Grants

  • The Program provides support in the form of grants to individuals, institutions or organizations that create, interpret, promote or market Canadian cultural products internationally. These grants are awarded in the areas of performing arts, film/video/TV, visual and media arts, and literature.
  • The Program transfers grant funds to Canada's key Missions abroad in order to support Cultural Strategies that respond to the Mission's diplomatic objectives.

Servicing Constituencies

  • The Program services the Posts, Regional Bureaux, Other Government Departments (OGDs), and other external stakeholders by providing advice and information that can increase the foreign policy impact of artistic promotion/events.
  • The Program provides policy guidance to the department on cultural relations and the public diplomacy strategic framework.

The annual budget for the program has been about $6 million for the past 4 years, with $2 million in allocations from the Public Diplomacy Program, which was due to sunset in March 2005.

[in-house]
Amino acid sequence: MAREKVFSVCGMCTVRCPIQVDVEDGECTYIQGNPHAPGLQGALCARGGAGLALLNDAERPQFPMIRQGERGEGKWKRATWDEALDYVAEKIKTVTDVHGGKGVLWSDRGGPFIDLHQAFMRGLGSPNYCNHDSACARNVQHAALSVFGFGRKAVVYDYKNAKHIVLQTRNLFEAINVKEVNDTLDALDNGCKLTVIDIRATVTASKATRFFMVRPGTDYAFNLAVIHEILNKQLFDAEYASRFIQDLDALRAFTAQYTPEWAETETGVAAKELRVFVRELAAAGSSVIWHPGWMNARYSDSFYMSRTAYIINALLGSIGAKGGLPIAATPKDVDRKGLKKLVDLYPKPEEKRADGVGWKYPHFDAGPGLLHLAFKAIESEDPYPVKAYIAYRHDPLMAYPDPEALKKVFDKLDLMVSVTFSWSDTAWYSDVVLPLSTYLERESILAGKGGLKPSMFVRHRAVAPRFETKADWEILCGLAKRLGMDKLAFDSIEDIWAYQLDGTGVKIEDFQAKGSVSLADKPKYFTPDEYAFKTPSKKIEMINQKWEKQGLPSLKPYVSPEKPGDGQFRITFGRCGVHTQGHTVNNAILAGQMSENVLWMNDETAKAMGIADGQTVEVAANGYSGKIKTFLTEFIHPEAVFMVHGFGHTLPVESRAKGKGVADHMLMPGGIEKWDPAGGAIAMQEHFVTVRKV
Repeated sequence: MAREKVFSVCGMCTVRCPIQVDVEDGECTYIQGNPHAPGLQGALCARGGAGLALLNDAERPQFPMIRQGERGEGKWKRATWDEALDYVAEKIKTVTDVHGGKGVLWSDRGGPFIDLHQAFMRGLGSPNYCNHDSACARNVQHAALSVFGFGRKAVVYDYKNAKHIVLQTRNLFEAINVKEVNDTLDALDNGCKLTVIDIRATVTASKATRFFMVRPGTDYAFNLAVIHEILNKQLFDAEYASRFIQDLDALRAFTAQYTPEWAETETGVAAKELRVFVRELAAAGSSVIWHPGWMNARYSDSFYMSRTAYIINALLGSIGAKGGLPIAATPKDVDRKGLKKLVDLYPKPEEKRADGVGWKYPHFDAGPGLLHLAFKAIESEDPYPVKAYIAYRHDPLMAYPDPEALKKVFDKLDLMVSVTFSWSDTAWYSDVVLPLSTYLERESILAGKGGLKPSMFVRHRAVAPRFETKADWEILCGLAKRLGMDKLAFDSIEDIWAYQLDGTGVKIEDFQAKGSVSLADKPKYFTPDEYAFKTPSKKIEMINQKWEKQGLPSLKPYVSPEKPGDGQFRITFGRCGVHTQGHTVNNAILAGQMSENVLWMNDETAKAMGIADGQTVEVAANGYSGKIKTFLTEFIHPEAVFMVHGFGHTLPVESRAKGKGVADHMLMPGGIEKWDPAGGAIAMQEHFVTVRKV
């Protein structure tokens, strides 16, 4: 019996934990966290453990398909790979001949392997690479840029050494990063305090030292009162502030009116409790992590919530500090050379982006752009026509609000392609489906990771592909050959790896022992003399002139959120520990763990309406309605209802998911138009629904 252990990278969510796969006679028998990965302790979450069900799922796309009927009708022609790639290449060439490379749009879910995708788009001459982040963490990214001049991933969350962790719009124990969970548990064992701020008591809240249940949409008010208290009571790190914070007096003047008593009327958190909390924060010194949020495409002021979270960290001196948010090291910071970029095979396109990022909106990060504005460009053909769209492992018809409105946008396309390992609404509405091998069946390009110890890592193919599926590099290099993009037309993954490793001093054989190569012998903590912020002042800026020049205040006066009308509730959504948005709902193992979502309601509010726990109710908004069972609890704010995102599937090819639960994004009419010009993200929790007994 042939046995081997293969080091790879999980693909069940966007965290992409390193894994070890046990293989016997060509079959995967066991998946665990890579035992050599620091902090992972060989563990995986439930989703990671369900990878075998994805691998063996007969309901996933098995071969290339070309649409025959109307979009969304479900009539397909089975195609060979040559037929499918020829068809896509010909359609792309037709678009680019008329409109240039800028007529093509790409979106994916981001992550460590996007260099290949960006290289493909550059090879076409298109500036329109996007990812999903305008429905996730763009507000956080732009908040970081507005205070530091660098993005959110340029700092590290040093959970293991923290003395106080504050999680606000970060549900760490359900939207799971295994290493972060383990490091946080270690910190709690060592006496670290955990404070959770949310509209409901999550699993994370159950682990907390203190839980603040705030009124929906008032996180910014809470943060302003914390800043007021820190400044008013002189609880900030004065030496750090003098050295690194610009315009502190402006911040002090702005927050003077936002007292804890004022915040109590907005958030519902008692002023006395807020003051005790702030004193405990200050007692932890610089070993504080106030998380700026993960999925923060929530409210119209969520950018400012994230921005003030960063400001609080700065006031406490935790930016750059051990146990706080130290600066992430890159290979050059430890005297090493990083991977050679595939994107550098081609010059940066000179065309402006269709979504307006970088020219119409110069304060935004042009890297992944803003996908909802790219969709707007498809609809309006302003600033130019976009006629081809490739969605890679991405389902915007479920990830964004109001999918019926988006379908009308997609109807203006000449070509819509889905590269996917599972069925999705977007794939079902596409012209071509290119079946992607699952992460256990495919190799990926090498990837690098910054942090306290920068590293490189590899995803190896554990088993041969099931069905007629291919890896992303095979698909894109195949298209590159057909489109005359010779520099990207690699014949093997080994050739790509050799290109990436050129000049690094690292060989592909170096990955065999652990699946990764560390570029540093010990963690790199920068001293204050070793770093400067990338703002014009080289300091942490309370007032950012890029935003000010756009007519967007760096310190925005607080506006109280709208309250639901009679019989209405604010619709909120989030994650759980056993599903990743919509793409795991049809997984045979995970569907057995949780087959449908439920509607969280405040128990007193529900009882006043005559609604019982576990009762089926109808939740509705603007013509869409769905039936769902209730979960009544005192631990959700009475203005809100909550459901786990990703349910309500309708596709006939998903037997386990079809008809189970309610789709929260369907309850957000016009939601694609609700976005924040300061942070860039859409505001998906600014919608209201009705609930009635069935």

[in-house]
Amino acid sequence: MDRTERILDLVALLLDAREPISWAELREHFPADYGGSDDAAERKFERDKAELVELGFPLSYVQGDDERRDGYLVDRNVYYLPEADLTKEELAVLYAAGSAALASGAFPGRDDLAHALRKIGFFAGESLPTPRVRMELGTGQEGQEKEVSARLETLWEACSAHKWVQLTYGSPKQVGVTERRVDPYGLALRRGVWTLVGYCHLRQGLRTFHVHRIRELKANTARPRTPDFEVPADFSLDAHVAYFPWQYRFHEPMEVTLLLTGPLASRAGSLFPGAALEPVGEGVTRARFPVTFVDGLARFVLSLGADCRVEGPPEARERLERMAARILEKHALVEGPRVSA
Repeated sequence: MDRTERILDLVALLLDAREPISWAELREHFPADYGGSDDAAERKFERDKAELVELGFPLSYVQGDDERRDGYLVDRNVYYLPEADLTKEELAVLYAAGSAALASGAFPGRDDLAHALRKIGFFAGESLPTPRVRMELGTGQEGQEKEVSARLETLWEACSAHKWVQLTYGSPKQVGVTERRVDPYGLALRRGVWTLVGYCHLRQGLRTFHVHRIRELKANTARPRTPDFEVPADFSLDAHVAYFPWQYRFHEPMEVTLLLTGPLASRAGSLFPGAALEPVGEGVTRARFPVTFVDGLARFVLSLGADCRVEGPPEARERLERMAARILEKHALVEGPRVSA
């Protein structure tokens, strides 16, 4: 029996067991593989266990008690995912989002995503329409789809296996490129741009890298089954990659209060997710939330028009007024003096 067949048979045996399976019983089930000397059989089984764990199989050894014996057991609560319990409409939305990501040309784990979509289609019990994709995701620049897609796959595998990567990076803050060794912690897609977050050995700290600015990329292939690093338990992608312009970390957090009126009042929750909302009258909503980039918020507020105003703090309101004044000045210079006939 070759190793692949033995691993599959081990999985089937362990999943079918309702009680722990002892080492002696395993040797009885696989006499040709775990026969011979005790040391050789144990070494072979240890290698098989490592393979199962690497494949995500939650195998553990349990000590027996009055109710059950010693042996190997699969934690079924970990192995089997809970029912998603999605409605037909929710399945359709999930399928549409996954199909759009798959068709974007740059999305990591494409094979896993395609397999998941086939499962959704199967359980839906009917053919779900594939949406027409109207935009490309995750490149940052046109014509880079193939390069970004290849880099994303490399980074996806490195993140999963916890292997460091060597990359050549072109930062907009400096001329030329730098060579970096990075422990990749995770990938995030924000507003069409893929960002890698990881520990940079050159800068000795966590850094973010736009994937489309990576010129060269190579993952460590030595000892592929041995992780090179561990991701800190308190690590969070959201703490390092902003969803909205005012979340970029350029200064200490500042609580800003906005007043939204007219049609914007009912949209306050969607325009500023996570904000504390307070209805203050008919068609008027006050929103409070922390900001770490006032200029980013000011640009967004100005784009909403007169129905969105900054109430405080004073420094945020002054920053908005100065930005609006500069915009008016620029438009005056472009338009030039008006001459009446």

4. Program Effectiveness

The following section addresses the extent to which the Arts Promotion Program has achieved results that contribute to its objectives, and to the higher order outcomes/objectives identified for the International Cultural Relations Bureau. The changes in FAC noted in Section 2.3 have changed the setting through which some of these objectives should be viewed.

In the discussions on effectiveness, as well as in the subsequent discussions on relevance, the report will make reference to "foreign policy priorities." The study team recognizes that "foreign policy priorities" have short, medium term, and long-term dimensions; are interpreted in different ways by different FAC stakeholders; and may have country or regional variations. For example, at the country level, the priorities that may apply globally are coupled with country-specific priorities that are of essence to the bilateral relation. Furthermore, the priorities are changing. One interviewee put it this way: "FAC priorities evolve and provide a "moving target" of what we are trying to achieve."

4.1 Program Results

4.1.1 Outputs and Activities
Headquarters